Book Review: A Bouquet of Love by Janice Thompson
She didn’t expect to fall in love—but roses aren’t the only thing blooming on Galveston Island.
In Janice Thompson’s fourth novel in the Weddings by Design series, A Bouquet of Love, we meet Cassia Pappas. Poor Cassia has a problem. She calls him Babbas, and he’s her father.
Niko Pappas uproots the family from Santa Cruz, California, and drops them onto the hot and humid island of Galveston, Texas. There, they are expected to work like fiends to make his sandwich shop, Super-Gyros, into the most popular eating spot on the island. Unfortunately, the Italian restaurant across the street interferes with his plans, so he goes to war with the Rossi clan, prominant in the previous books.
All Cassia wants is to return to California, open a flower shop, and get out from under her father’s thumb. Then, along comes a gorgeous, half-Greek “cowboy,” nurseryman (as in flowers) who may succeed in changing her mind about moving. There’s no changing her mind about becoming free of her father’s dominance—if she finds the courage to stand up to him. Ah, will Nikos suffer a family coup?
Written in first person, Ms. Thompson’s novel is a delightful tale of what can happen when pride and competition rule someone’s life. They generate tyrants who are unpleasant to live with—like Cassia’s father. It also addresses the consequences that arise when people fail to stand up for themselves. God did not create us to be doormats. As Cassia says, “But the idea of doing what he tells me instead of what I want is eating me alive.”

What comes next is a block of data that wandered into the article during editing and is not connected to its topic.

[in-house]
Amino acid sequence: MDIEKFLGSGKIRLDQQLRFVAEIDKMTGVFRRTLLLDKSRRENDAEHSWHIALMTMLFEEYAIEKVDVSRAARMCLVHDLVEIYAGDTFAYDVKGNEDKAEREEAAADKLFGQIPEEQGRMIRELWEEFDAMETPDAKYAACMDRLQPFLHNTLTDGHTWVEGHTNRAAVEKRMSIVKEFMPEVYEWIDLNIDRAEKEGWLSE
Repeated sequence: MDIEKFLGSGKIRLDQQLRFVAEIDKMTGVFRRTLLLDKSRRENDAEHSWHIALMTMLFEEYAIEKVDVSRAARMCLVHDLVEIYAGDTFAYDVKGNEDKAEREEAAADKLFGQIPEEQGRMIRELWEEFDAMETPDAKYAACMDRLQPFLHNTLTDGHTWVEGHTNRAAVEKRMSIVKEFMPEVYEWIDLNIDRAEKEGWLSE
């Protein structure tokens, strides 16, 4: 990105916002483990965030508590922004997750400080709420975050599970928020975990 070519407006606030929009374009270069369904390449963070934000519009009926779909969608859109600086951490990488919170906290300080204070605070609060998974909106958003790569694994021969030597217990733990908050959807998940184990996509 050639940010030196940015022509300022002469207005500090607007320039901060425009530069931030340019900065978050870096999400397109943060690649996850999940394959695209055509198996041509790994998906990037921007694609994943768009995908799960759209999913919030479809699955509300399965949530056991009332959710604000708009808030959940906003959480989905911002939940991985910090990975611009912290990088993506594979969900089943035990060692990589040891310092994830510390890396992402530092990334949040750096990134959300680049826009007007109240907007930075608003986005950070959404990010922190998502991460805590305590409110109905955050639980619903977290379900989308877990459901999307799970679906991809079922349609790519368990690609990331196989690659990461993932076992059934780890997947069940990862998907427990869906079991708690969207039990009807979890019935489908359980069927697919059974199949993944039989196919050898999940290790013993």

I found the romance in this book to be a little stronger than in the previous one, The Dream Dress. Like before, the chapters are headed with appealing quotes. These generally begin with “You might be Greek if …,” such as, You might be Greek if you think the intercom in Walmart is a family walkie-talkie.
This story is less about romance than family matters. Cassia’s “voice” is engaging and her predicament something we can all relate to at one time or another.
Don’t let the idea of Niko’s bullying turn you off. I mean, how can you dislike a guy who advertises his business in a homemade superhero costume?
If you like romantic stories told in a lighthearted fashion with refreshing, sometimes off-the-wall, characters (like Niko), I believe you’ll enjoy A Bouquet of Love.
Something to tweet about:
Will Nikos suffer a family coup? A Bouquet of Love #BookReview #Romance by @booksbyjanice http://wp.me/pKh3D-27H – Click to tweet: http://ctt.ec/eJcVr
God did not create us to be doormats. A Bouquet of Love #BookReview #Romance by @booksbyjanice http://wp.me/pKh3D-27H – Click to tweet: http://ctt.ec/APRoB
Do you like your books dramatic or lighthearted?
Disclosure of Material Connection: This book came to me free from the publisher, Revell, with the hope that I would mention it on this blog. There was no requirement for me to write a positive review and the opinions I have expressed above are my own. I am disclosing this in accordance with the Federal Trade Commission’s 16 CFR, Part 255.